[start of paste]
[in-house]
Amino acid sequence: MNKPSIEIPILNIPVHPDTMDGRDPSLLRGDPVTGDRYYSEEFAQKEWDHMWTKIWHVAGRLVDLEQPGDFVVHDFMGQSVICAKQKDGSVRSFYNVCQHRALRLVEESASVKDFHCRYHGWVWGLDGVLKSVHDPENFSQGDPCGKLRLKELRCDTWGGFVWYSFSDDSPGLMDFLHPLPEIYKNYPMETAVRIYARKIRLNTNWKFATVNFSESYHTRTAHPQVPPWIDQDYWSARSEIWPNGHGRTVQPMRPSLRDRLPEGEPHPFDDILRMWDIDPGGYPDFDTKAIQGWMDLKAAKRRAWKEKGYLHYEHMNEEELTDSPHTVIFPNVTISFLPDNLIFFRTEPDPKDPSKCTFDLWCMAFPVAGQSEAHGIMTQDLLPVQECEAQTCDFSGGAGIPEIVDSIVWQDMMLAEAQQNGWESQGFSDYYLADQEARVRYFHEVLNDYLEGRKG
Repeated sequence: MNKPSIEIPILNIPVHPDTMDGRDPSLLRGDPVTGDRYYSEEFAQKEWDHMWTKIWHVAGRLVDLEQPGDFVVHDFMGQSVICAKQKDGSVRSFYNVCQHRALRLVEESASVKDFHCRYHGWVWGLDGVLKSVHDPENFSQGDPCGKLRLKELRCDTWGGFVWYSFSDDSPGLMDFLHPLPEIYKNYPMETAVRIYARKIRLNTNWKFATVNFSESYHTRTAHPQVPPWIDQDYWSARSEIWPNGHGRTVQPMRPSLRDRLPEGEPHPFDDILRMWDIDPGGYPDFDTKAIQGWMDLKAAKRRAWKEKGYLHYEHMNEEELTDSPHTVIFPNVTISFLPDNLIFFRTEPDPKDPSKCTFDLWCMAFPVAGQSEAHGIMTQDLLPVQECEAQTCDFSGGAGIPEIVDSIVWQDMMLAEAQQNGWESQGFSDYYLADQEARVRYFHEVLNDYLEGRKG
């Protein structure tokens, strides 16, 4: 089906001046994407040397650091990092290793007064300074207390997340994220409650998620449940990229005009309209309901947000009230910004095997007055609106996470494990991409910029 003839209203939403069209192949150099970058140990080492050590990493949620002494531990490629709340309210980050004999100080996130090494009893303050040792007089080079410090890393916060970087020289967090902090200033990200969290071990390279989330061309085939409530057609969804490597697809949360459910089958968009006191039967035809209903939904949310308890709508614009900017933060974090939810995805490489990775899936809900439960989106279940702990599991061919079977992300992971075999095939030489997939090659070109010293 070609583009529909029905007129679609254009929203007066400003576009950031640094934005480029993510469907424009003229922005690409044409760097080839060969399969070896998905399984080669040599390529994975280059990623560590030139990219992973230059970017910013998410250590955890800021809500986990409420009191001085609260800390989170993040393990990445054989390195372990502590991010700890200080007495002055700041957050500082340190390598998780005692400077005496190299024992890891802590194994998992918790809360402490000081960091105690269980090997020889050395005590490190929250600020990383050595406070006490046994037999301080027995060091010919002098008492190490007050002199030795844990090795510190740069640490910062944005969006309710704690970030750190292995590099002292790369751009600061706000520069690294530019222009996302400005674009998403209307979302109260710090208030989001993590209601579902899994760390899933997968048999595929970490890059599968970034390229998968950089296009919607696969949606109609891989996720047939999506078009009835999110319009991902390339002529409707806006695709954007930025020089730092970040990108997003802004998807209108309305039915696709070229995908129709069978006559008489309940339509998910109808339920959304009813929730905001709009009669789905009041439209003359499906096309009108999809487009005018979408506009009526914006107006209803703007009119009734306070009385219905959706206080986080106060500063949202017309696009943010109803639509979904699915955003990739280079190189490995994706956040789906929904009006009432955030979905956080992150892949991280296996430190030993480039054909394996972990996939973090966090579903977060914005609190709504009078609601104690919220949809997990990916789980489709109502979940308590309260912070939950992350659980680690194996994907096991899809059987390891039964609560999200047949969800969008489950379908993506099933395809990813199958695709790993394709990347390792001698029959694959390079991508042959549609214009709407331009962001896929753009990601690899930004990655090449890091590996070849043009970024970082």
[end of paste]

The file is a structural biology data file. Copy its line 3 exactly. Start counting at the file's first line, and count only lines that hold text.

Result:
Repeated sequence: MNKPSIEIPILNIPVHPDTMDGRDPSLLRGDPVTGDRYYSEEFAQKEWDHMWTKIWHVAGRLVDLEQPGDFVVHDFMGQSVICAKQKDGSVRSFYNVCQHRALRLVEESASVKDFHCRYHGWVWGLDGVLKSVHDPENFSQGDPCGKLRLKELRCDTWGGFVWYSFSDDSPGLMDFLHPLPEIYKNYPMETAVRIYARKIRLNTNWKFATVNFSESYHTRTAHPQVPPWIDQDYWSARSEIWPNGHGRTVQPMRPSLRDRLPEGEPHPFDDILRMWDIDPGGYPDFDTKAIQGWMDLKAAKRRAWKEKGYLHYEHMNEEELTDSPHTVIFPNVTISFLPDNLIFFRTEPDPKDPSKCTFDLWCMAFPVAGQSEAHGIMTQDLLPVQECEAQTCDFSGGAGIPEIVDSIVWQDMMLAEAQQNGWESQGFSDYYLADQEARVRYFHEVLNDYLEGRKG